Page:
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Perfect tracking?

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Mangrove Cuckoo
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Re: Perfect tracking?

#11

Post by Mangrove Cuckoo » Mon Jun 01, 2020 11:30 pm

Lasse Karlsson wrote:
Mon Jun 01, 2020 8:28 pm
Haul length plus the amount of line you pull out of the direction to the intended taget, so you just start the loop in the taper.
Letting go at the right time is the best way of delaying turnover.
Cheera
Lasse
HI Lasse,

Could you elaborate a bit further?

What/where is the "amount of line you pull out of the direction to the target"? I mean, other than the haul length? You say, "plus".

And, do you not want to create the loop in a small part of the running line? Just at the beginning of the taper always seemed logical to me, but then I thought it was established that some running line was important for loop morph?

And#2... is the right time to delay turnover a bit earlier in the stroke? When the rod is closer to perpendicular than usual?

I'm just curious. This is all hypothetical for me until I can carry the entire head length of these extended lines!

Thanks!
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Re: Perfect tracking?

#12

Post by Paul Arden » Wed Jun 03, 2020 8:14 am

Given identical release timing - and all else being equal - the longer the length of line in the fly leg the longer it takes to unroll. The stability problems occur when a long length of running/shooting line is at the beginning of the fly leg (not in the loop IMO). At some point it becomes trade off.

The way *not* to cast a fly line with a 30’ head for distance is with 1-2m of overhang. But neither is it to hold the backing knot in the line hand. It’s somewhere in-between, closer to the backing knot than the head but still less than our maximum carry. Floating the cast with just the head out isn’t going to beat a longer carry even with these short heads because a) longer lengths of fly leg take longer to unroll and b) friction in the running line is going to both bleed energy from the unrolling loop as well as turn the loop over early. Release timing is independent of head length.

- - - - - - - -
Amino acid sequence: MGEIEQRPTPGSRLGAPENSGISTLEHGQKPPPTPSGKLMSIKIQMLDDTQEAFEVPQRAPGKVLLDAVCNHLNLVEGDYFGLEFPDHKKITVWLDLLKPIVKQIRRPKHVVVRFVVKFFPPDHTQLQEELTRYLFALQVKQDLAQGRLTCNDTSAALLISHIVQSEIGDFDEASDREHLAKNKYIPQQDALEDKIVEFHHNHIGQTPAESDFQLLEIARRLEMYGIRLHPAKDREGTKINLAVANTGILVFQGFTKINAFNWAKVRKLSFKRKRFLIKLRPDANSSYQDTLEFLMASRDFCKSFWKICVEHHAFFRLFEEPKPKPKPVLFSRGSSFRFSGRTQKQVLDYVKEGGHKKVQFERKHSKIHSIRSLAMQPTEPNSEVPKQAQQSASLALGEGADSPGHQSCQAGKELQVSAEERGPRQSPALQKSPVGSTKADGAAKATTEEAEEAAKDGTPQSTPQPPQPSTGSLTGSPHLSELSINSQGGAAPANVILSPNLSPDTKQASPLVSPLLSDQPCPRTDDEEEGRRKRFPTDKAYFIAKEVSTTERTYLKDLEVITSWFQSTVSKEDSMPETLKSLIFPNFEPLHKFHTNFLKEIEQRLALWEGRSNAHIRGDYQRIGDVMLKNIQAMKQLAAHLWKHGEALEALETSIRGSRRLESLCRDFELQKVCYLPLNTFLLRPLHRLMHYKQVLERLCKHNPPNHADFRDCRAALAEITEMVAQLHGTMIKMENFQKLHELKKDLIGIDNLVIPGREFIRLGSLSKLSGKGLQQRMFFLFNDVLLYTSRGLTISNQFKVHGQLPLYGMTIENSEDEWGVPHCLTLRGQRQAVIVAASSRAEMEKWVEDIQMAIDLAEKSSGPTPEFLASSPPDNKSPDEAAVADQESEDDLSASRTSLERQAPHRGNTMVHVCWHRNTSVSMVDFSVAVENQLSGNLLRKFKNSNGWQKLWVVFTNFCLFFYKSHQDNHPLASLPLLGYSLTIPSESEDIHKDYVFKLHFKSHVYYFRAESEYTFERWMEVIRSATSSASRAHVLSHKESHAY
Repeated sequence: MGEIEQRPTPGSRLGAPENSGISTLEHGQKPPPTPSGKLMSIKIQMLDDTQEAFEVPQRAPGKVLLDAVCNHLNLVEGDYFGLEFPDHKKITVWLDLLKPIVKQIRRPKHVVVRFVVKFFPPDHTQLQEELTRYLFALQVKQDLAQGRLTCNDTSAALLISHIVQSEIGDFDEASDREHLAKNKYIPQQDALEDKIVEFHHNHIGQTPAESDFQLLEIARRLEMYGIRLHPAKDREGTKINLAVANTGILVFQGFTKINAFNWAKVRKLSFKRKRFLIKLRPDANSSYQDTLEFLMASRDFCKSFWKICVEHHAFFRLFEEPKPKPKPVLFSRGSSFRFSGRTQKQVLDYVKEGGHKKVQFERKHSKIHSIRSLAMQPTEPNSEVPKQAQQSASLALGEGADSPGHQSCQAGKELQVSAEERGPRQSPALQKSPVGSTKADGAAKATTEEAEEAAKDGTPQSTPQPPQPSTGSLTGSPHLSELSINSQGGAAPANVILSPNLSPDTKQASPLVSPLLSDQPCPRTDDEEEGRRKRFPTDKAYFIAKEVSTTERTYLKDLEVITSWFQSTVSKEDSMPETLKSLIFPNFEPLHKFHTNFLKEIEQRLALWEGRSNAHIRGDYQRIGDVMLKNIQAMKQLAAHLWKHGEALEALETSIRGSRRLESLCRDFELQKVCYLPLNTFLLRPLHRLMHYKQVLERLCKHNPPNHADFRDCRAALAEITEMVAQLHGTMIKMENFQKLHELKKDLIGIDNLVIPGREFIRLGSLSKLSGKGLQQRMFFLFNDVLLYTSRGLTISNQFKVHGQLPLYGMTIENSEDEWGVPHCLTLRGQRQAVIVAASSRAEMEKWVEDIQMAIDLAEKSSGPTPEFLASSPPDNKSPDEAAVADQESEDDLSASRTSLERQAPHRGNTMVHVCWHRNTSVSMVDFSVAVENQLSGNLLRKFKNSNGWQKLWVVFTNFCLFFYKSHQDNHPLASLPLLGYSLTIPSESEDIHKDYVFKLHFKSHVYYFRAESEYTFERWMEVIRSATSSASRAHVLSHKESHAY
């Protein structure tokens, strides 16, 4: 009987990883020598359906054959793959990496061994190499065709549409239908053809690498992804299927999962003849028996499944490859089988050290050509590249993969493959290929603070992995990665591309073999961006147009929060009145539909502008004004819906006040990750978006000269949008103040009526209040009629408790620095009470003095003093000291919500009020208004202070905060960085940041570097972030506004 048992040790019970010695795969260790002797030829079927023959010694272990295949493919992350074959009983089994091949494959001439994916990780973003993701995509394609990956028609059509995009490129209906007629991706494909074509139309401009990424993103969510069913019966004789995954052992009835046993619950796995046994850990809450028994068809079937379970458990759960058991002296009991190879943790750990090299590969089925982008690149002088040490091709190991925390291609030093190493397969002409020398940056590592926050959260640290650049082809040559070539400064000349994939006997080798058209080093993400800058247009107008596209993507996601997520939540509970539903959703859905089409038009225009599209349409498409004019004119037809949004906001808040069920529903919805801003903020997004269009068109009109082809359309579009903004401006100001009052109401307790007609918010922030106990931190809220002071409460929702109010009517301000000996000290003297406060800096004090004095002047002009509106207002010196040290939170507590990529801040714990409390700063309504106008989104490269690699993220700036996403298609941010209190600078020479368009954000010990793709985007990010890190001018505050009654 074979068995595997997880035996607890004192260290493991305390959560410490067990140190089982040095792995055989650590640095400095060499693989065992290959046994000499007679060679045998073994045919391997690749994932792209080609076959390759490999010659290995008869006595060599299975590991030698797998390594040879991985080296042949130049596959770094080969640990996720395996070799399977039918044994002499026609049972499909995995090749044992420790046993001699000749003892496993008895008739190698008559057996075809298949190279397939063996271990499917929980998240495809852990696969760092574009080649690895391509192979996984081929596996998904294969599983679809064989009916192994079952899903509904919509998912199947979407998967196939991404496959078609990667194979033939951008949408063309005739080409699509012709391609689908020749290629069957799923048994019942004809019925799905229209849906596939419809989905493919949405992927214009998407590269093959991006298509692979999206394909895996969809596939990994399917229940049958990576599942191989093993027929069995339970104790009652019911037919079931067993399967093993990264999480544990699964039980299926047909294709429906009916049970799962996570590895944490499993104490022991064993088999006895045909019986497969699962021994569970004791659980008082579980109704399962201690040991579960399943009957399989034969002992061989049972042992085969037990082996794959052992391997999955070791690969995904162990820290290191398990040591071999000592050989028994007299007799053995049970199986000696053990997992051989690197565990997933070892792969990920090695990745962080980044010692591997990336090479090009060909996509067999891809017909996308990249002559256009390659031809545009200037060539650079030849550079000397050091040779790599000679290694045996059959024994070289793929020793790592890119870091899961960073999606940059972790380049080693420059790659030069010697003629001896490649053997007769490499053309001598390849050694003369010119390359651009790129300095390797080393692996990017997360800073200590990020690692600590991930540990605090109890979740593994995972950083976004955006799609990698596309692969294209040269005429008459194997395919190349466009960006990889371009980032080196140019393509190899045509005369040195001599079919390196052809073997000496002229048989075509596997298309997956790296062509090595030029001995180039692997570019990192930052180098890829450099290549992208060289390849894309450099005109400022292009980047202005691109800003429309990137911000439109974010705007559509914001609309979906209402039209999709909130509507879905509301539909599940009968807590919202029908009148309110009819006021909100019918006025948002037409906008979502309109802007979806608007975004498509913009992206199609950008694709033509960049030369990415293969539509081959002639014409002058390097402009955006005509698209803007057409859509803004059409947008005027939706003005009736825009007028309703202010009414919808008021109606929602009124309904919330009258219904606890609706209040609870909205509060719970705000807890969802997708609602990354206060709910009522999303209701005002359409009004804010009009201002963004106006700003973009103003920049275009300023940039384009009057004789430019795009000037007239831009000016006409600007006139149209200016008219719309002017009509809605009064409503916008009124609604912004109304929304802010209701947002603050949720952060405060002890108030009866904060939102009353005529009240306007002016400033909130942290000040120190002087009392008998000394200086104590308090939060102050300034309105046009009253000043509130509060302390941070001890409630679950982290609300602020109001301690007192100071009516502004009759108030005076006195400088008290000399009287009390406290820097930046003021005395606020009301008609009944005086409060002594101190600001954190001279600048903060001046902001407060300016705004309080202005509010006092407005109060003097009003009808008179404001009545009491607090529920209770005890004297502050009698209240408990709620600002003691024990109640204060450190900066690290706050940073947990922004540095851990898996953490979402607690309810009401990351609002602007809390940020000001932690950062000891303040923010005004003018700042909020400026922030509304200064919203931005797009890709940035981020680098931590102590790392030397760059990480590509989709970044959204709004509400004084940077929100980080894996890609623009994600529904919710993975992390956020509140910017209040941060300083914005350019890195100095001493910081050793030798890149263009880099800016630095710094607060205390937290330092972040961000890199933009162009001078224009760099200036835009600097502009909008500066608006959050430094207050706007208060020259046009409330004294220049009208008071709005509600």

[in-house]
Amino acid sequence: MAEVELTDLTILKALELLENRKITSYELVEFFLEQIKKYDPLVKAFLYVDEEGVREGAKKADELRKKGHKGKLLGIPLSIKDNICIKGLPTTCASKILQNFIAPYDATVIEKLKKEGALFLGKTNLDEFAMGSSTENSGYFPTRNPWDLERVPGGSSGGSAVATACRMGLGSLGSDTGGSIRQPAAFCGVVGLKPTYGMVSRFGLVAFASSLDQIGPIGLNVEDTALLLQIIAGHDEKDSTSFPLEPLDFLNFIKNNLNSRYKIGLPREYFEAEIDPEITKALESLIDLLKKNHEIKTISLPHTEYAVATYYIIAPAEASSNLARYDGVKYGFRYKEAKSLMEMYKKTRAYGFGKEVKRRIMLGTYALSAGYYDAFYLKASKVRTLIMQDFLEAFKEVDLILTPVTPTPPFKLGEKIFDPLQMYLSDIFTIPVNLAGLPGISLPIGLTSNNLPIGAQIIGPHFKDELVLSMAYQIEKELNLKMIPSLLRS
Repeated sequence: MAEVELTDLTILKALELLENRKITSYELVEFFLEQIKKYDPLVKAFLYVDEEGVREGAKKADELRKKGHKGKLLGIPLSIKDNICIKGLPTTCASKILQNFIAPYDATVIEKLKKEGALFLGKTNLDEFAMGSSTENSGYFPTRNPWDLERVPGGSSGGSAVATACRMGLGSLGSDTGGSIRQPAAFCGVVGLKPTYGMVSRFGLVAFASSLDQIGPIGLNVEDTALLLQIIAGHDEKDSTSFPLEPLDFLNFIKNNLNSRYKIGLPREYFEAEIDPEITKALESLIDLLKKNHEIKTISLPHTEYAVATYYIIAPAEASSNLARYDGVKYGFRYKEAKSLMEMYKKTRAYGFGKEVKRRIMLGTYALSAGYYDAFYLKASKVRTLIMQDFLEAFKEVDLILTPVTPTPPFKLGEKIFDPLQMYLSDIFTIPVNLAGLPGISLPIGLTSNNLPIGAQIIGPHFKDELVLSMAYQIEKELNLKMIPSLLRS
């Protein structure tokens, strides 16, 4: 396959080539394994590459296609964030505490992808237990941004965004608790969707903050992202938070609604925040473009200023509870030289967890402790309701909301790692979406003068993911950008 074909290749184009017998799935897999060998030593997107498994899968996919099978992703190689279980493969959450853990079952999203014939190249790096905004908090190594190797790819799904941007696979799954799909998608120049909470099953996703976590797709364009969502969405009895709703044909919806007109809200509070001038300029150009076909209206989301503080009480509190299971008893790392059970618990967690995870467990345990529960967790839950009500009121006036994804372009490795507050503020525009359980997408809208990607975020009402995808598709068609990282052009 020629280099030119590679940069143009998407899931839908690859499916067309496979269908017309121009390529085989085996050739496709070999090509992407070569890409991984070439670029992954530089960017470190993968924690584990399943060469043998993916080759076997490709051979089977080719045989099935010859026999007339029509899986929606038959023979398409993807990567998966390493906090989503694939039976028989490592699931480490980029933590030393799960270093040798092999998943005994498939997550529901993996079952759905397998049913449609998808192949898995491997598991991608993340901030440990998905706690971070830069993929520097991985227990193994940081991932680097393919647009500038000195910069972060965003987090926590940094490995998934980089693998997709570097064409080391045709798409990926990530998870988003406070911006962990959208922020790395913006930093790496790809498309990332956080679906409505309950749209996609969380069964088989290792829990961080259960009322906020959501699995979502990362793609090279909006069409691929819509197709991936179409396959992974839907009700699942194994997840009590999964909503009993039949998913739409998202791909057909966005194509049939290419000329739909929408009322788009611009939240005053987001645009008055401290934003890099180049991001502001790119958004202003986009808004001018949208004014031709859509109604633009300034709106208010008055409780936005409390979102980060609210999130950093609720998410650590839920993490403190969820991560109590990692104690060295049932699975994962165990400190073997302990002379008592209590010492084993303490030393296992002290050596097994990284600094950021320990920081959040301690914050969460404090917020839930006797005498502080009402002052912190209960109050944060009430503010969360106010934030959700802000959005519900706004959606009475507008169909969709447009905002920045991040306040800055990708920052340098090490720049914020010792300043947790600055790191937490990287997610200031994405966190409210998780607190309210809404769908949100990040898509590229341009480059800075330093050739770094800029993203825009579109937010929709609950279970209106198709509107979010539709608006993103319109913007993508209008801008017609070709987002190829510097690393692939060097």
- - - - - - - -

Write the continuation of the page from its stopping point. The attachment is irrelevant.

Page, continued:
Anyway it’s nice to see that you have taken up Rasmus’ position!

Gary, the same morphing phenomenon occurs with shorter heads too. When the initial loop is formed with running line the subsequent morphing is more pronounced.

Cheers, Paul
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Re: Perfect tracking?

#13

Post by Lasse Karlsson » Wed Jun 03, 2020 8:42 am

We need to have a shootout with a 30 foot head Paul 😉
And didn't take up Rasmus' position, was actually trying to tell him that some instructors had alteady been talking and teaching that, back when he made the claim here, but was misunderstood, happens when debating in a third language....

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Lasse
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Re: Perfect tracking?

#14

Post by Paul Arden » Wed Jun 03, 2020 8:50 am

We've often had 40' WF lines in Shootouts (30' is actually a bit uncommon). Barrio SLX is 33'. I remember that one was in a Scottish Shootout. We probably even have the results on the old Board! I'll have a look :)

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Re: Perfect tracking?

#15

Post by Paul Arden » Wed Jun 03, 2020 9:02 am

Ok I found it but unfortunately the result were uploaded via a photo server and not direct to the Board. :sick:
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Re: Perfect tracking?

#16

Post by Lasse Karlsson » Wed Jun 03, 2020 9:34 am

Oh, and I agree that release timing is independent of headlength!
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Re: Perfect tracking?

#17

Post by Lasse Karlsson » Wed Jun 03, 2020 9:36 am

For about 12 years the shootinghead in the Danish championships, where a 30 foot head, so done a few shootouts with just that length 😉
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Re: Perfect tracking?

#18

Post by Lasse Karlsson » Wed Jun 03, 2020 9:37 am

Oh, and for fun, done quite a few with 17 foot heads too... also as full lines 😉